A last post .... this year!

This will probably be my last post for this year… many visitors, season activities… The Eiffel Tower is often changing its colours, symbolizing events, often dramatic ones. Can we, in a certain way, hope that there will be less need for special colours in 2018! Sincere thanks for following my blog during 2017… and before... and hopefully in 2018!  


Naked, square trees

(The leaves are gone for this year.) Yes, the Paris central parks are known for their square trees. The typical garden "à la française" was inspired by the Italian renaissance gardens, but with time in France it became perhaps even more symmetrical, geometric… and part of the game was to propose these so neatly cut trees. It was even said that this was a way to show how mankind, represented by the King, could dominate nature. Although we may not adhere to this philosophy any more, the square-trees-tradition, created during the 16th, 17th and 18th centuries, is still very much visible in the Paris central parks. The great number of parks which were created during the latter part of the 19th century are much more influenced by the English and to some extent also the Chinese gardens. 



My new neighbourhood.

Yes, I moved. My metro station is now "Alma-Marceau" – which opened in 1923. We are at the junction of the Avenue Marceau and the bridge, Pont d’Alma … and also of the Avenue George V, Avenue Montaigne...

Maybe it’s of some interest to know why these names? Alma refers to the Battle of Alma in 1854 during the Crimean War. Marceau refers to a French general, François Séverin Marceau-Desgraviers (1769-96) who was killed in a battle at the age of 27 and who also is immortalized by Byron: “Honour to Marceau… brief, brave and glorious was his young career…”. King George V (1865-1936) gave his name to the previous Avenue d’Alma already in his lifetime, in 1918, with reference to WWI. Avenue de Montaigne was previously called the “widows’ alley” and got its name from the renaissance philosopher Michel de Montaigne (1533-92) much later. 
Before visiting the immediate neighbourhood, here we can see how the area developed during the centuries and especially note that from almost being countryside, the real change took place during the last decades of the 19th century, Haussmann again. One detail was the fire pump which lifted the Seine waters to some nearby basins and which was in operation here between 1781 and 1900.

Here are thus some views from my new and immediate surroundings – I neglect the Palais de Tokyo and the Galliera Museum on which I have already posted, see here and hereThe Flame, copy of the Flame of the Statue of Liberty, was a gift by the International Herald Tribune to Paris in 1989, to commemorate the 1789 Revolution, see previous post. I have already talked about the new orthodox church several times, e.g. here.

A few statues, the one of the Belgian-French friendship and “La Seine” on which I also wrote here.

The bridge, Pont’d’Alma, with its Zouave on which I reported e.g. here and here.

Some views of churches behind the trees, the Saint-Pierre de Chaillot (see here) and the American Cathedral (see here).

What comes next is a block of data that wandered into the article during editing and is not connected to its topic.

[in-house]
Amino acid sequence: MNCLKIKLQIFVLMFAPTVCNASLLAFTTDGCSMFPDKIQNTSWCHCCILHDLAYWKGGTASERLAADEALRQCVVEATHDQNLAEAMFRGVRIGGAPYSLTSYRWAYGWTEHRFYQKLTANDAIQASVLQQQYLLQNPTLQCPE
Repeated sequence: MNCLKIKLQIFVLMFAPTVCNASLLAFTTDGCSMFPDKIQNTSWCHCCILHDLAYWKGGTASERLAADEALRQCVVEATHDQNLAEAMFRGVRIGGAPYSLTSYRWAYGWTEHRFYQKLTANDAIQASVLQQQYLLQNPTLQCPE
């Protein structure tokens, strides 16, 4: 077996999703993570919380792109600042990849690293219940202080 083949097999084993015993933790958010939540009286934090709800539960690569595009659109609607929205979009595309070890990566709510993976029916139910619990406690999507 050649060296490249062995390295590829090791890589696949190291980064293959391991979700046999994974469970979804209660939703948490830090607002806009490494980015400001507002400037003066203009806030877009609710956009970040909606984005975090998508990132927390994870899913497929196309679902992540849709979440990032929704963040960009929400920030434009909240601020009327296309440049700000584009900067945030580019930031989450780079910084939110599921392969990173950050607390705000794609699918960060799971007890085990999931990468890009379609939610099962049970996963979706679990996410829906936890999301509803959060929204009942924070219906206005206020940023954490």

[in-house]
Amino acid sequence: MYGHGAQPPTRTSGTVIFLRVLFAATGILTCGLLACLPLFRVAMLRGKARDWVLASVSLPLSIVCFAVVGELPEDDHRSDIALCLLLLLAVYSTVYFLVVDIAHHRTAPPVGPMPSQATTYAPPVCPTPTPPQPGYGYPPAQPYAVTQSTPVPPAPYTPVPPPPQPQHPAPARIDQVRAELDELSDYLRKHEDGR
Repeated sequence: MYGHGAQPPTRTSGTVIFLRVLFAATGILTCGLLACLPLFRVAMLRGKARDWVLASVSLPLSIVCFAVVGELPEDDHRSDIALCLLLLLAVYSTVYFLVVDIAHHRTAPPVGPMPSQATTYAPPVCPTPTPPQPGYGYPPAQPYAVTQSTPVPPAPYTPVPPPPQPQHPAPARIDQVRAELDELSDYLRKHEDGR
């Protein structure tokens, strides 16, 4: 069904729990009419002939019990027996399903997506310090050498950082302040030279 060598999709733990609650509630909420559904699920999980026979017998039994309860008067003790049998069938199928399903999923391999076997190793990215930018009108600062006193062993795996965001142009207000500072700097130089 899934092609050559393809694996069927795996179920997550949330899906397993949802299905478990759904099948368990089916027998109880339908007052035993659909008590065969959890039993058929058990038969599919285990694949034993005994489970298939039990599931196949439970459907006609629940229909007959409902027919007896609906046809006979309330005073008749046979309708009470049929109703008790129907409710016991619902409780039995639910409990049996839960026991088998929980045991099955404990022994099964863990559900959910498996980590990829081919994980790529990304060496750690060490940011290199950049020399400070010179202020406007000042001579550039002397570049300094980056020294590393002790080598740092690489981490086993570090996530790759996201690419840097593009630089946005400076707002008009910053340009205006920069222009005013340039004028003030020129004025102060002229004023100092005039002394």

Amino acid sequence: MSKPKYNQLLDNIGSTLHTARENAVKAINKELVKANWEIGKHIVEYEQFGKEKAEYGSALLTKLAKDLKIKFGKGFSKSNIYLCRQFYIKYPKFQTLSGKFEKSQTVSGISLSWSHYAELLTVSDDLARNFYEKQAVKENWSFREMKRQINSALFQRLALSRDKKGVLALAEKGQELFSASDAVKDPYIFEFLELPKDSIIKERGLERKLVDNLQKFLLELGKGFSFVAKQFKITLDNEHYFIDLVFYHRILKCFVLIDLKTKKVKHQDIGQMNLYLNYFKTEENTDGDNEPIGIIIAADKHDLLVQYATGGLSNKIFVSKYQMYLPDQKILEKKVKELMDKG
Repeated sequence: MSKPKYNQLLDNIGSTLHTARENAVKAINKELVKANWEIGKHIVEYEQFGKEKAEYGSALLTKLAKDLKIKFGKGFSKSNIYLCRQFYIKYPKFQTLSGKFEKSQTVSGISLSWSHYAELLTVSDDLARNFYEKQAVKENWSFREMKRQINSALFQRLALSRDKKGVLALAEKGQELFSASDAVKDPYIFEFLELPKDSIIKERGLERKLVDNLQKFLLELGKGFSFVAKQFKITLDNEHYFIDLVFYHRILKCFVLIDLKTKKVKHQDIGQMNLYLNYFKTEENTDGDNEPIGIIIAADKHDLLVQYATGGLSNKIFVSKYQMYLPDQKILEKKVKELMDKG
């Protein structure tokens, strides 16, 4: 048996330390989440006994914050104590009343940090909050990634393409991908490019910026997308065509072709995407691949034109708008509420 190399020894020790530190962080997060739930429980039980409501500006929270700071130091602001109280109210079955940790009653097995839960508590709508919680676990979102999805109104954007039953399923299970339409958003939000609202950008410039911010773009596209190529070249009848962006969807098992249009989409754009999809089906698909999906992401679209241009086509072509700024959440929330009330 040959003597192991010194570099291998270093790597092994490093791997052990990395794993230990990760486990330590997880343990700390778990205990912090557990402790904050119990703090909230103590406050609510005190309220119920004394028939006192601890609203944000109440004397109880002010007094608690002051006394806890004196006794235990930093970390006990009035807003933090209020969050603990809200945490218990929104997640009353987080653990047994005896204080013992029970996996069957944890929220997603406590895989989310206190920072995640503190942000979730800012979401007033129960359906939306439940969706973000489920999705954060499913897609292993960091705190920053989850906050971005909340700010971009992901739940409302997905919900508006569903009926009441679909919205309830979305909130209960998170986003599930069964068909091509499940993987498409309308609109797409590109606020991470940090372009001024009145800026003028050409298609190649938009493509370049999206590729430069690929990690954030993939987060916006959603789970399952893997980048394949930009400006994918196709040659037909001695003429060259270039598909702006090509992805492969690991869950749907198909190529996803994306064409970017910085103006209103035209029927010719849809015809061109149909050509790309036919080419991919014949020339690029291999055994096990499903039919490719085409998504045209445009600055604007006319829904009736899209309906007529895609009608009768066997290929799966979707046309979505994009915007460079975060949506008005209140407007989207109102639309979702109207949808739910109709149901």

Three embassies, the Spanish one, the Vatican one and the Kenyan one. 

A number of places where to eat and drink… some quite renowned.

Fashion houses, Givenchy, Saint Laurent, Balenciaga … including the newly reopened YSL museum.

Crazy Horse…

A fashionable area, nice in many ways, but where it’s difficult to find a haircut for less than 70 € …

… and where I must make a nice walk to find  a supermarket, a boulangerie …but twice a week, I can find fresh food and a lot of other stuff on Avenue Wilson... and I have my little garden in front of my little flat. It's really nice.


A nice little bag as a Christmas gift - 2.400 € ?

I made a walk again along the Avenue Matignon, so nicely lit up during the (long) Christmas season. I wrote about the avenue some almost nine years ago (see here) … the lights have changed since…

… whereas the illumination of the Champs-Elysées, which the avenue crosses, seems to be back to the previous model.
Well, Avenue Montaigne is the street where you can find the Théâtre des Champs Elysées (see previous post), the Plaza Athénée Palace...

... and of course a large number of shops representing almost all high fashion brands….

Many belong to the LVMH group, including of course Dior and Louis Vuitton. 

The Louis Vuitton show windows looked really spectacular (see also top picture), but, but… Some people admire Jeff Koons, others don’t. Koons has often gotten support from Louis Vuitton (LVMH) and its CEO, Bernard Arnault and his family.  This has obviously led to the creation of these bags, clutches and purses. Will they replace the traditional Louis Vuitton bags? (Anyhow, they are even more expensive.) Well… I will not buy / offer any of these. 

Sorry, but I could even ask what’s the difference in “good taste” between the Koons bags and these, price range 10-20 €?  

Jeff Koons is also involved in a gift announced in 2016 to honour French-American friendship – after the 2015 terror attacks.  Well the "gift" by Koons was his idea, the concept… his tulips to be placed in front of the Palais de Tokyo (see previous post). The 3-4 million dollars needed to realize the project were / are? still to be found. You may imagine that there are very different opinions about this project, which in the meantime obviously is “delayed”. Well, the idea is not to replace the present Bourdelle sculpture (see previous post) - the tulips are supposed to be placed on the other side of the columns.  

After reading this, you may imagine that I’m not an absolute Koons admirer… and you may be right. :-)